Having lived in the Northeast for 20 years after growing up in small town Michigan (Scottville, McBain, the Soo, Sparr), and being back home in Michigan now, I have to set a few things straight here. Not all of the Northeast is large cities; hustle and bustle. Actually there is a small strip of the Northeast that would fall into that category. Most of the Northeast is small towns, laid-back people, and a lifestyle that is very similar to the Midwest. Get away from the Boston to NYC strip and other than terrain and accents, you would be hard pressed to find much difference at all. I can tell you that there is more open spaces and less people in parts of New England and the Northeast than there is even in the UP of Michigan. Look to Maine. Huge forested areas that make the UP pale when it comes to remoteness, and lack of population. I moved from the Gaylord area (Sparr to be exact) to Northern Maine and hated it, in part, because it was so slow paced. My wife was born and raised less than 50 miles from Boston in a small town where you cannot go to the store without talking about the weather, what brings you to town, etc.... That was all without her with me, just out while she visited with friends for a day. MOST of the Northeast is just like the Midwest.

Now City to City there wouldn't be a huge difference, and small town to small town there isn't much difference. City to rural anyplace most people have a problem adjusting. The Northeast does have higher population density in their larger cities than we do in the Midwest generally, and there is better public transportation in most of them. It is just expected that you can take the train or subway most places to want to go in Northeastern cities, not so true for most Midwest cities.
I'm glad that you set the record straight; many parts of New England are fairly similar to cities and towns in WI and MN; Burlington, VT is similar to Madison, etc. Northern NE states are, with the exceptions of mountain ranges, similar to the landscapes in staes such as MI, WI, and MN ( heavily forested, lakes, dairy farms, etc); someone moving from Boston or NYC to Chicago will not experience any personal trauma...
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Old 03-19-2010, 02:56 PM
Status: "Nobody's right if everybody's wrong" (set 24 days ago)
 
Location: New Albany, Indiana (Greater Louisville)
9,829 posts, read 21,138,014 times
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Seems like the rural Midwest has much more of a farming culture than the rural South. Most small towns I've been to in the Carolinas are still quite urban and have lots of factories. I was surprised how few pickup trucks there I saw compared to Kentucky (were 90% of people drive one). In most of the rural Midwest the only jobs in rural areas are in farming or retail while in the South most rural residents work at textile factories or logging related industries with very few people making money from the land they own.
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Old 03-19-2010, 08:15 PM
 
Location: Somewhere below Mason/Dixon
6,515 posts, read 7,459,650 times
Reputation: 10918
Quote:
Originally Posted by censusdata View Post
Seems like the rural Midwest has much more of a farming culture than the rural South. Most small towns I've been to in the Carolinas are still quite urban and have lots of factories. I was surprised how few pickup trucks there I saw compared to Kentucky (were 90% of people drive one). In most of the rural Midwest the only jobs in rural areas are in farming or retail while in the South most rural residents work at textile factories or logging related industries with very few people making money from the land they own.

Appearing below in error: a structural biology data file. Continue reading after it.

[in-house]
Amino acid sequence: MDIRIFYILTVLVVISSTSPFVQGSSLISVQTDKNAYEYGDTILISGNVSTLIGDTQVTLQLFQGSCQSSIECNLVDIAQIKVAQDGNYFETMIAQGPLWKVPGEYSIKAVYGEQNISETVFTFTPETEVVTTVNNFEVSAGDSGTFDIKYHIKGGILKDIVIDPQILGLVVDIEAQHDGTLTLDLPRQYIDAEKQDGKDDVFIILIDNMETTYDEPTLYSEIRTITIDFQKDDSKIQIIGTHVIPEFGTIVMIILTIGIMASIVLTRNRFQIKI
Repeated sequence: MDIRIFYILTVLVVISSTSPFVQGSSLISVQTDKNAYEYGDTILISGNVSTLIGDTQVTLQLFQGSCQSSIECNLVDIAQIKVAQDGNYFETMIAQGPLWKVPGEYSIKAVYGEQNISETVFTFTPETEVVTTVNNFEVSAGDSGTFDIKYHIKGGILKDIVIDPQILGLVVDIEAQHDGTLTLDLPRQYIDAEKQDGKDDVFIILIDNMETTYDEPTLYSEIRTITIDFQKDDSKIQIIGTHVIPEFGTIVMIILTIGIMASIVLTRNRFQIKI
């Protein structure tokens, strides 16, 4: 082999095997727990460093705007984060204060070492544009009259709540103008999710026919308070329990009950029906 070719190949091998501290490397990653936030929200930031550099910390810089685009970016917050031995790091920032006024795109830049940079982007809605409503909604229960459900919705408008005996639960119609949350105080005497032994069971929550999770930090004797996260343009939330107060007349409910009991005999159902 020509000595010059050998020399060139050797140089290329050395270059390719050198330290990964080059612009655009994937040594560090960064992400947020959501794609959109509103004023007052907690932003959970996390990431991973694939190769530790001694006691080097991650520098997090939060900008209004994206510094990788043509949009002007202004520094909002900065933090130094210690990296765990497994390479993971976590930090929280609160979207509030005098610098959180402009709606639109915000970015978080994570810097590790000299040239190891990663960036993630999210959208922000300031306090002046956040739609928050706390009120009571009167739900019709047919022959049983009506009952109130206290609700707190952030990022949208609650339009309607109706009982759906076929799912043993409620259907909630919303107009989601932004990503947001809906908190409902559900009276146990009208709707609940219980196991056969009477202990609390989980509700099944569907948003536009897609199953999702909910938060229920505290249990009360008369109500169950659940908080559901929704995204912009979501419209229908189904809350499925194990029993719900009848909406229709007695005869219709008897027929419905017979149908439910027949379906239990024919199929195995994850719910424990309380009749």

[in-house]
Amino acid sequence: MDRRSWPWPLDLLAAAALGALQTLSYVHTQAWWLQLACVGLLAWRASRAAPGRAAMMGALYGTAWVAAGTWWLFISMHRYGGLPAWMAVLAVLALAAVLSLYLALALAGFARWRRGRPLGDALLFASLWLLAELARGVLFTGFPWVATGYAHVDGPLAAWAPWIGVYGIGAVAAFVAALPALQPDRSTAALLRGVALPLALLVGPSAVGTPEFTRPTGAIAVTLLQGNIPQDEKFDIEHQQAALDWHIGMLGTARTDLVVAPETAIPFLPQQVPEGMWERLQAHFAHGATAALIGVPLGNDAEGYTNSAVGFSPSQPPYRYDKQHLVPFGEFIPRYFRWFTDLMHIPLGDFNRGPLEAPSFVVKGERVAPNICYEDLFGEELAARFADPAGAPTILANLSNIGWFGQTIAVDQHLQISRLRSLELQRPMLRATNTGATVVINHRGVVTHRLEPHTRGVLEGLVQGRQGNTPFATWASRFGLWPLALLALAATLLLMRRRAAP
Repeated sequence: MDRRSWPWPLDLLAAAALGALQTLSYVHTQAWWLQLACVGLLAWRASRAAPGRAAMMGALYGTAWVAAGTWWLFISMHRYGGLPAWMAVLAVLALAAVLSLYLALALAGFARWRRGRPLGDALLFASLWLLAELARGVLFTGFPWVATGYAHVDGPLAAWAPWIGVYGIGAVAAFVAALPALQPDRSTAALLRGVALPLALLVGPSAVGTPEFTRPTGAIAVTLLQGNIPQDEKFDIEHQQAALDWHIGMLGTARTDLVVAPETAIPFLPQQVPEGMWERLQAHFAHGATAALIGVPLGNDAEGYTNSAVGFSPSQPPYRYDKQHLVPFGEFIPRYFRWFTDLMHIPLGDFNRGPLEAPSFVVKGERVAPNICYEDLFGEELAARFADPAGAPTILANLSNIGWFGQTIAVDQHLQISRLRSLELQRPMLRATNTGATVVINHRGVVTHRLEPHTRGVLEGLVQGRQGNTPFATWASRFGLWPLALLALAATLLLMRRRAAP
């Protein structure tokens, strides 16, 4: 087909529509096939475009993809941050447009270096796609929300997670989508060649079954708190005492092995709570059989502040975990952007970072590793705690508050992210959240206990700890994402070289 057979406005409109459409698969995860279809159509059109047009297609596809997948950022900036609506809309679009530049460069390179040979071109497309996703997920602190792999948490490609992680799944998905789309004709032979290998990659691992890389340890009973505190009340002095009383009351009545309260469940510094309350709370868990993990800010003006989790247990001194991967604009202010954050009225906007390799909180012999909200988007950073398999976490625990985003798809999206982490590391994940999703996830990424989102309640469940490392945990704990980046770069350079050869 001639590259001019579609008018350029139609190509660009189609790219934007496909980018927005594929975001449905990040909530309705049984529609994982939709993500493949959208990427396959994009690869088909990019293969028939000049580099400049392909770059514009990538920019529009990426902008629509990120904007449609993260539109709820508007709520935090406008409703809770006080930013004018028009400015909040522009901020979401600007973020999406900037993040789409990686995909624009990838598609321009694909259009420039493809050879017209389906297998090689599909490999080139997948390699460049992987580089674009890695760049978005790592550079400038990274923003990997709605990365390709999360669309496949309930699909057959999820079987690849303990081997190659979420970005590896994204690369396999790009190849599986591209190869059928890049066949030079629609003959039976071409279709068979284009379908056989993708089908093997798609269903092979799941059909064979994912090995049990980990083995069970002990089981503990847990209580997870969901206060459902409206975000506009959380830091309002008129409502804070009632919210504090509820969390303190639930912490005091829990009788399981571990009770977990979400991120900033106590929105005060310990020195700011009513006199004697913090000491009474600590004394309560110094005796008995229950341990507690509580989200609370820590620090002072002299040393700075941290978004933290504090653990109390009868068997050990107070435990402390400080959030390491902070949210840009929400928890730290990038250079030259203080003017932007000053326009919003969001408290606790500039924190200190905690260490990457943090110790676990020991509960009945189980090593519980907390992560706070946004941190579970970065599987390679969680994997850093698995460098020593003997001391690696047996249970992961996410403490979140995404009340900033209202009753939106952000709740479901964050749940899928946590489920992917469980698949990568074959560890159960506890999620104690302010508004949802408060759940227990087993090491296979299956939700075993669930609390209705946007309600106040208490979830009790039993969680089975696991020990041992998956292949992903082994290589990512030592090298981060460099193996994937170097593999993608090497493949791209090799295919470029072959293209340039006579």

Everytime im in the south I notice how much less agriculture there is than where I live. There is however lots of woods. I was driving acrost Mississippi and did not see even one cotton field. That state looks as if it produces alot more lumber than cotton these days.
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Old 03-20-2010, 01:14 AM
 
Location: Chicago metro
3,507 posts, read 7,312,845 times
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Quote:
Originally Posted by censusdata View Post
Seems like the rural Midwest has much more of a farming culture than the rural South. Most small towns I've been to in the Carolinas are still quite urban and have lots of factories. I was surprised how few pickup trucks there I saw compared to Kentucky (were 90% of people drive one). In most of the rural Midwest the only jobs in rural areas are in farming or retail while in the South most rural residents work at textile factories or logging related industries with very few people making money from the land they own.

Kentucky is a southern state.
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Old 03-20-2010, 02:21 AM
 
Location: metro ATL
8,190 posts, read 12,326,275 times
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Well, driving along the interstates, you're not likely to run across farms and such in the South, or at least my part of the South (Carolinas). Get along some of the back roads or major highways and you're bound to see lots of farmland.
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Old 03-20-2010, 10:01 AM
 
Location: Somewhere below Mason/Dixon
6,515 posts, read 7,459,650 times
Reputation: 10918
Quote:
Originally Posted by Akhenaton06 View Post
Well, driving along the interstates, you're not likely to run across farms and such in the South, or at least my part of the South (Carolinas). Get along some of the back roads or major highways and you're bound to see lots of farmland.
IVe spent lots of time on the backroads, and your right I do see some farmland in some places. If you compare it to Michigan or any other midwest state however you will notice a difference. Almost everything is cultivated here. (unless your in the northern half of the state). I see lots of wooded areas, southern pine in the Carolinas, with some agriculture mixed in.